We rightly peered into the darkness, with lament, in our first Advent reflection. It can be hard sometimes to have hope. We are tempted toward anxiety and fear, for ourselves and for our world.
Novelist and essayist Marilynne Robinson states flatly: “First, contemporary America is full of fear. And second, fear is not a Christian habit of mind.” She goes on to declare to her secular audience: “Christ is a gracious, abiding presence in all reality, and in him history will finally be resolved.” 
Paul famously urged the Philippian church to resist anxiety and lean into prayer, expressing our needs and yearnings to God who, in his love for us, supplies a mysterious peace to guard our hearts. How can we be non-fearful and full of gentle calm? Because “The Lord is near.” (Phil. 4:4-7)
The Lord’s shalom presence is (always) near; his shining second coming is (always) near.
For the second week of Advent, I invite you to articulate your longings to God, with faith in his “nearness.” In this Time Between, longing in hope is the flip side of the coin of lament.
Isaiah’s prophetic vision of the “new heavens and a new earth” fuels our longings:
I will rejoice in [the City of God],
and delight in my people;
no more shall the sound of weeping be heard in it,
or the cry of distress.
No more shall there be in it
an infant that lives but a few days,
or an old person who does not live out a lifetime….
They shall build houses and inhabit them;
they shall plant vineyards and eat their fruit.
They shall not build and another inhabit;
they shall not plant and another eat;
for like the days of a tree shall the days of my people be,
and my chosen shall long enjoy the work of their hands.
They shall not labor in vain,
or bear children for calamity;
for they shall be offspring blessed by the Lord—
and their descendants as well.
Before they call I will answer,
while they are yet speaking I will hear.
The wolf and the lamb shall feed together,
the lion shall eat straw like the ox;
but the serpent—its food shall be dust!
They shall not hurt or destroy
on all my holy mountain,
says the Lord.
(Is. 65: 17-25, New Revised Standard Version Bible, copyright © 1989 the Division of Christian Education of the National Council of the Churches of Christ in the United States of America. Used by permission. All rights reserved.)
Such passages validate our longings. “For starters, in the delightful society, infant mortality is rare and elder care extensive, the economy is just and labor practices are fair, work is meaningful and families are protected, violence is low and collaboration is high.” These are marks of God’s shalom.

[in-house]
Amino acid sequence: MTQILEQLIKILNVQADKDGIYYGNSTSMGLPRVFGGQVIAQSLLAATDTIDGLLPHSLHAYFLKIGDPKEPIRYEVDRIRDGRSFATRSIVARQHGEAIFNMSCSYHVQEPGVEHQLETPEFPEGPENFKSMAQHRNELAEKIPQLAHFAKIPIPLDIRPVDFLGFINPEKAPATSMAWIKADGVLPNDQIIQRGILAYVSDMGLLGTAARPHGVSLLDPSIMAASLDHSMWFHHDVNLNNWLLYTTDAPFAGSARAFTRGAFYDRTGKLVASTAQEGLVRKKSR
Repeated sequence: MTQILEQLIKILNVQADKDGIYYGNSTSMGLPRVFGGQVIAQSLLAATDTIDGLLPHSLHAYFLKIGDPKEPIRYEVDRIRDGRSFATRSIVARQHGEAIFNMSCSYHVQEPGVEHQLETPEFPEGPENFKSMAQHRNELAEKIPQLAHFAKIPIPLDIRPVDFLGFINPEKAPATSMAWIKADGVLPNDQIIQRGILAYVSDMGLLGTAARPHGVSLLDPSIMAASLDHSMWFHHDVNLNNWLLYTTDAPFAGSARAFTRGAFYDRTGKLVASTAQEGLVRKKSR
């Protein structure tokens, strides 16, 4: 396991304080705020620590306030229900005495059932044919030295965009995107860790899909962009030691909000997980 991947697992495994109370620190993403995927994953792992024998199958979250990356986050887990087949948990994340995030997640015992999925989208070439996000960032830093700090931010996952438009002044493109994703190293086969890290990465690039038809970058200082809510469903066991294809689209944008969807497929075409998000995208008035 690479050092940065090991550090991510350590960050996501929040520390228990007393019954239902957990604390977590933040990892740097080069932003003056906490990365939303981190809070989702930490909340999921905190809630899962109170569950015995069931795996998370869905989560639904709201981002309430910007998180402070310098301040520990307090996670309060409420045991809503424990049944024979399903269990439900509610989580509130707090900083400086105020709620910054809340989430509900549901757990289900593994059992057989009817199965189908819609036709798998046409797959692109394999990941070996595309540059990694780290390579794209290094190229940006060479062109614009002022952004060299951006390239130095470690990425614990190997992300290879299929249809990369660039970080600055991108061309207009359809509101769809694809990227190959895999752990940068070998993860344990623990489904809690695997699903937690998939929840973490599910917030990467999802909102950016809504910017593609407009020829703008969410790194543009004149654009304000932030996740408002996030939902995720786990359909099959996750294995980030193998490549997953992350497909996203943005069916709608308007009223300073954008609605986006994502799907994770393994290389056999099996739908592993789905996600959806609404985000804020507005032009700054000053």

What aspects of shalom do you want to see? What are your own specific yearnings?
For my part, I am aching for greater racial reconciliation, for reduced political animosity, for renewal within our churches, for flourishing marriages and families, for lessening of violence (this week teenagers were gunned down in a Michigan high school), for healing in the wake of COVID. These are large concerns, but I also carry aches closer to home: a colleague whose husband has terminal cancer, a relative who’s trying to find his way after time in prison, a teenager who has attempted suicide, a friend who is “losing” his wife to Alzheimer’s.
Take time this week to express your longings to God. All such prayers, whether global or personal, voiced or merely groaned (Rom 8:23), partake in the powerful cry that Jesus teaches us to utter: “Your kingdom come.” What if we sat with that Advent prayer every day this week? What if we poured into that profound plea all our aches and longings, clinging to the conviction that the Commonwealth of Heaven is truly near, that the coming of its Governor is likewise near!
May the Spirit open our eyes and hearts to God’s “gracious, abiding presence in all reality”
In the opening chapter of Luke’s gospel, we read about a priest named Zechariah, a good man, getting on in years, and carrying a deep disappointment that his wife Elizabeth had been unable to conceive children. How often he must have poured out his longings about this to God. Luke tells the dramatic story of Zechariah’s annunciation experience. As priest, he was taking his customary turn tending to the offering of incense in the inner sanctuary of the temple, a holy space and moment. But he was caught unprepared for the appearance of an angel (who would be?!) nor able to absorb the stunning message announced to him. He questions the angel; the terrifying Being responds fiercely:
“I am Gabriel. I stand in the presence of God, and I have been sent to speak to you and to bring you this good news. But now, because you did not believe my words, which will be fulfilled in their time, you will become mute, unable to speak, until these things occur.”
Zechariah is stunned into silence, and he will have nine months to think things over. But upon the birth of his son, who he names John as the angel instructed, his speech is restored. He breaks into a joyful blessing of God and stunning prophecy about this newborn who will grow up to be “The Baptist,” the one who would pave the way for the Messiah. Here is how his canticle (known as The Benedictus) ends:
By the tender mercy of our God, the dawn from on high will break upon us, to give light to those who sit in darkness and in the shadow of death, to guide our feet into the way of peace
Advent invites us to stay alert (unlike Zechariah) and watch for the dawn, the coming of the light that overcomes our darkness and shows us how to live within the realm of Shalom, even in this Time Between.
 Marilynne Robinson, “Fear,” New York Review of Books, September 24, 2015
 Bobby Gross, Living the Christian Year, (IVP, 2009), p. 305.
This is the second in a series of Advent Reflections for ESN Members. The first post, “Lament: How Long, O Lord” appears at this link.